Cotter Schools updated its COVID mitigation strategies this week to include universal masking in response to an uptick in cases.

School leaders implemented the masking requirement due to a substantial uptick last week in cases among students and staff, the Omicron variant’s high transmission rate and the school’s human resources staff having restricted capacity to review every home and on-campus case and close contact, a letter from Cotter leaders to families on January 9 said. 

That uptick in cases included 19 new cases for grades five through 12, five for grades one through four and eight for those sixteen months to six years old, according to Cotter’s COVID dashboard. As of December 12, Cotter had 42 cases for grades five through 12 since August 23, and that increased over one and a half times to 70 as of January 9. For grades one through four, the increase was smaller, from 28 cases since August 23 as of December 12 to 33 as of January 9. There was also a larger uptick for those sixteen months to six years, from 9 cases since August 23 as of December 12 to almost double that at 17 since August 23 as of January 9. Cotter has about 1,000 students within its whole system. 

Cotter is not alone in experiencing an increase in cases. Winona Area Public Schools reported 61 new cases between December 16 and 22 and 40 between December 23 and January 5, representing the two highest numbers of positive cases since the school year began. WAPS has about 3,000 students and staff, meaning their case rates are out of a larger number than Cotter’s. 

“Our continued goal really is just to try to keep a safe and healthy environment for our students and community,” Cotter President Mary Eileen Fitch said, adding that another goal is keeping students learning in person. Factors such as case rates in the school and community may be considered as the policy is reevaluated in several weeks, she said.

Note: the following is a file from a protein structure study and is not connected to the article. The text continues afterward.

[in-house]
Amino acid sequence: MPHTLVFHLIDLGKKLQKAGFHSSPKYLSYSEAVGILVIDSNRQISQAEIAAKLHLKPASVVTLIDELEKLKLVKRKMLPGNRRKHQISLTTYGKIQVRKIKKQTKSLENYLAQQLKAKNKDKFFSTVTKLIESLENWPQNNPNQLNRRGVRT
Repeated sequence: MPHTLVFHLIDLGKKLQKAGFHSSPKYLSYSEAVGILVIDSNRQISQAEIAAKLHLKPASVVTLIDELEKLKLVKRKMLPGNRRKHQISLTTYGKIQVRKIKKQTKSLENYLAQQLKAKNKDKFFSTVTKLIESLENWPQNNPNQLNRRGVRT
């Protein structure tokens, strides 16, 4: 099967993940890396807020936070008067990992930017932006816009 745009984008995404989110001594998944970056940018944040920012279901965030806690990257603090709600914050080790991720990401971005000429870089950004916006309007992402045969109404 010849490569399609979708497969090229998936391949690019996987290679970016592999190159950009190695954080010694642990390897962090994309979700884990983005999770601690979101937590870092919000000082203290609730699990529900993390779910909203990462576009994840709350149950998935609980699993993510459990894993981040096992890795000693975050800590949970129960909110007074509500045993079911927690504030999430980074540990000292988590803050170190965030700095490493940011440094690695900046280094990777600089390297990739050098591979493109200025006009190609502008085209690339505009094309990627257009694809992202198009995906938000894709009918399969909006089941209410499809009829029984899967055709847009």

From January 10 through 29, all kindergarten through 12th grade students, staff and visitors will need to wear a mask in school buildings during the school day, according to the letter. The policy will be reevaluated after those three weeks. 

Additionally, according to Cotter’s website, those attending indoor athletic events will wear masks, while players may not wear masks during games and practices. 

Previously, masks were optional for students at the seventh through 12th grade level and required at the kindergarten through sixth grade level. 

Cotter’s isolation and quarantine guidelines will also match the Centers for Disease Control and Prevention’s most recent guidance, according to the letter, with the exception of preschool and Educare, which will follow Minnesota Department of Health and Department of Human Services guidance. Under the CDC-aligned guidelines, those who test positive will isolate for five days, then wear masks consistently in public for five days, and those who are close contacts will quarantine for five days or take a rapid test at home. According to the website, students who come back after a five day isolation or quarantine will have a different spot to eat. 

Cotter will still contact trace “as much as possible,” according to the letter.